Prosecutors in Germany and France have broadened their investigations into the emissions scandal at Volkswagen.
Authorities in Paris have opened a formal probe into “aggravated fraud” over the use of diesel engine devices that gave misleading emissions results.
And German prosecutors said the number of VW employees now under investigation has increased from six to 17.
VW, which said it is cooperating with all inquiries, had about 11 million cars fitted with the emissions devices.
German car maker Volkswagen has posted its first drop in VW brand sales in 11 years as the company continues to cope with its emissions scandal.
Sales of VW brand cars fell 4.8% in 2015 to 5.82 million cars from 6.12 million a year earlier.
Falling demand in China and US added to the losses as orders fell in December.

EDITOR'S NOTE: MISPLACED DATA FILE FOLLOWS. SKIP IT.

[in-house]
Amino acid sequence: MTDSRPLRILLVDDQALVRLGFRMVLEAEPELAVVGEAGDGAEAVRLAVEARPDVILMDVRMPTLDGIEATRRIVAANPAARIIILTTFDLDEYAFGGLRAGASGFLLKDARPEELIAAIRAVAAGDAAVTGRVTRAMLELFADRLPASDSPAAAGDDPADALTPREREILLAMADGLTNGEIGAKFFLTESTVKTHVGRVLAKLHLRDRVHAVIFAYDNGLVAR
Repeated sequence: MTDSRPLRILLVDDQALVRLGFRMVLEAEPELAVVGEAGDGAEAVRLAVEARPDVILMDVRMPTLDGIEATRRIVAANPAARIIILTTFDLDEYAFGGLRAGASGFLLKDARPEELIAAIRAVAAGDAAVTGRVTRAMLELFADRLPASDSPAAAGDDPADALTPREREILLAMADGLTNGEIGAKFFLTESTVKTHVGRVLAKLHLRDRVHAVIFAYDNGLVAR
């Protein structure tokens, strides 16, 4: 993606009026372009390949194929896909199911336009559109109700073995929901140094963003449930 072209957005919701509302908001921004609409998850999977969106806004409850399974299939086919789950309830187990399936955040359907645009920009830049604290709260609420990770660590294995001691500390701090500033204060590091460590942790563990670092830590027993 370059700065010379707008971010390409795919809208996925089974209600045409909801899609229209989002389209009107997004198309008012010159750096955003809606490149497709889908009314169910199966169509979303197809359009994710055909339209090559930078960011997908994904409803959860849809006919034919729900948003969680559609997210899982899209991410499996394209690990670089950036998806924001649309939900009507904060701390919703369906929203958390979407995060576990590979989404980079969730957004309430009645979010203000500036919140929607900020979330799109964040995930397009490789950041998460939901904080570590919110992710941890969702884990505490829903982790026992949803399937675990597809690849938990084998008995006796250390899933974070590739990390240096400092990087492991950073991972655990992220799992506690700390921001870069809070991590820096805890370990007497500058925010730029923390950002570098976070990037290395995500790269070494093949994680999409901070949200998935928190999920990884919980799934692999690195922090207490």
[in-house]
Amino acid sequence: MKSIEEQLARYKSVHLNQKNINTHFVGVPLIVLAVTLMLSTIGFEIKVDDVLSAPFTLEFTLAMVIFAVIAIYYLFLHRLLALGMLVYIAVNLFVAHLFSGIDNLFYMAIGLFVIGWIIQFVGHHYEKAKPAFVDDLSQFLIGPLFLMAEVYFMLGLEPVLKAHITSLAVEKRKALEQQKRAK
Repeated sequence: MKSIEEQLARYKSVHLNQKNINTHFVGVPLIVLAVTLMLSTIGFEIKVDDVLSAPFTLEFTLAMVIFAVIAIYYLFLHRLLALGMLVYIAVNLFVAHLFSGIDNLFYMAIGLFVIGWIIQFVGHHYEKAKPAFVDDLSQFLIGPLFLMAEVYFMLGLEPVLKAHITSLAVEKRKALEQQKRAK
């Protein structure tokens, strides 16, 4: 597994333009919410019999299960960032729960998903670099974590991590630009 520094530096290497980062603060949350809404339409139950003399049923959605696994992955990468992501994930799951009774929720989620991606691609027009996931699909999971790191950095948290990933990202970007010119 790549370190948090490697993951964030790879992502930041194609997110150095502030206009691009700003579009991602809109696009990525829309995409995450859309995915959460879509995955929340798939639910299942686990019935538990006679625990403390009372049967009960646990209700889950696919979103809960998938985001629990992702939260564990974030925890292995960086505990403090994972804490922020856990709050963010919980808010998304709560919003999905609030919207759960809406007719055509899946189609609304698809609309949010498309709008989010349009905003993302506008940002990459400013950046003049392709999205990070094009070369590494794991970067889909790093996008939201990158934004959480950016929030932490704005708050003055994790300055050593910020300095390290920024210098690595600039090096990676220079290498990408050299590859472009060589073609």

VW has promised it will have a fix in the coming weeks for the millions of US cars with defeat devices that disguised emission levels in diesel cars.
Volkswagen’s costly lie has left the giant automaker in crisis. It has also left its customers feeling confused, cheated and steaming mad.
The emissions scandal affects nearly 500,000 diesel Volkswagen and Audi cars in the U.S. alone — and millions more around the world. The scandal came to light when the EPA said Volkswagen had cheated on smog tests.
U.S. regulators have ordered the company to recall the cars at issue. But VW hasn’t done that yet, nor has it said how it will get the cars to comply with the law or how it will compensate customers.
Bottom line: Who knows what comes next? CNNMoney has heard from many Volkswagen customers in recent days. Here are some of their stories.